Lot’s of mini-recessions, but no actual recession

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Business Week‘s Michael Mandel has this to say about the economy’s apparent resilience:

[W]e now may be in a world of mini-recessions–sharp falls in one or two sectors which do not pull down the whole economy. Think about the different parts of the economy as being connected by springs (or slinkys, if you want). A sharp drop in one sector–say, housing–may pull down a couple of adjacent sectors, such as furniture. But the rest of the economy steams on, and maybe even accelerates, as resources are transferred from the weak sectors to the strong sectors.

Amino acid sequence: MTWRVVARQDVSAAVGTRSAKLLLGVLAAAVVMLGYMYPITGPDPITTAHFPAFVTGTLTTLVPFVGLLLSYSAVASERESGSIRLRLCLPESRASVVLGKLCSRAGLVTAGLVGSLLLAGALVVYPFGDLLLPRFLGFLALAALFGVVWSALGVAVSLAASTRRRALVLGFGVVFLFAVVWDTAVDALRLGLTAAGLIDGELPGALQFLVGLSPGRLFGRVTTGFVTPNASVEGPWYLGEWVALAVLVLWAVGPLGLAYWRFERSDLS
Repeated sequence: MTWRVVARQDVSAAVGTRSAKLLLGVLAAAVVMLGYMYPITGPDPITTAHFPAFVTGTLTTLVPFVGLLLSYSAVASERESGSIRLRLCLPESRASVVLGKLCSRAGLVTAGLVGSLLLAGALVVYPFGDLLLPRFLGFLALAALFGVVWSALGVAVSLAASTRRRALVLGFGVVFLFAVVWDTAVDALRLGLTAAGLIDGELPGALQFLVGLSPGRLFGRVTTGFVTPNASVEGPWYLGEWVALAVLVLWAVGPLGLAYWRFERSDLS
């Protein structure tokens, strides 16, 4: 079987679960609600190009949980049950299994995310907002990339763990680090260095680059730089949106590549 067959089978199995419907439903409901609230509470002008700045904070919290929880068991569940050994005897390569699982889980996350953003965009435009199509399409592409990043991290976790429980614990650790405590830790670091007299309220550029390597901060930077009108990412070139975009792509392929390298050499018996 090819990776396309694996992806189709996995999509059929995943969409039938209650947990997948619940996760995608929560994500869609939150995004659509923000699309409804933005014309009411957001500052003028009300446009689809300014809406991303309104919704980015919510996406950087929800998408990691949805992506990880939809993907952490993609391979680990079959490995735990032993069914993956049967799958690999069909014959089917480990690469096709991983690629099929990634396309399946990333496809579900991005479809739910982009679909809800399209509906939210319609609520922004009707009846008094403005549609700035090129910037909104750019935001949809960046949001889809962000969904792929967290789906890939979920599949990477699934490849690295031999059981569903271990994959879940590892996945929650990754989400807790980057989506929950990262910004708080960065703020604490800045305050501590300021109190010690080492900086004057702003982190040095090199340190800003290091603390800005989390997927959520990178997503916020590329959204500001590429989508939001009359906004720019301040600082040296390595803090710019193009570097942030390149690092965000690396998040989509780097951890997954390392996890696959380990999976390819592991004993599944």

There’s clearly something to this: The recessions of the past 20 years have been much shallower than those that went before, and the boom years less spectacular. I would still worry that if the housing downturn is part of a larger retrenchment on the part of wildly overindebted American consumers, we’ll get more than a “mini-recession.” But maybe I should just think more like a real American and look at the bright side.

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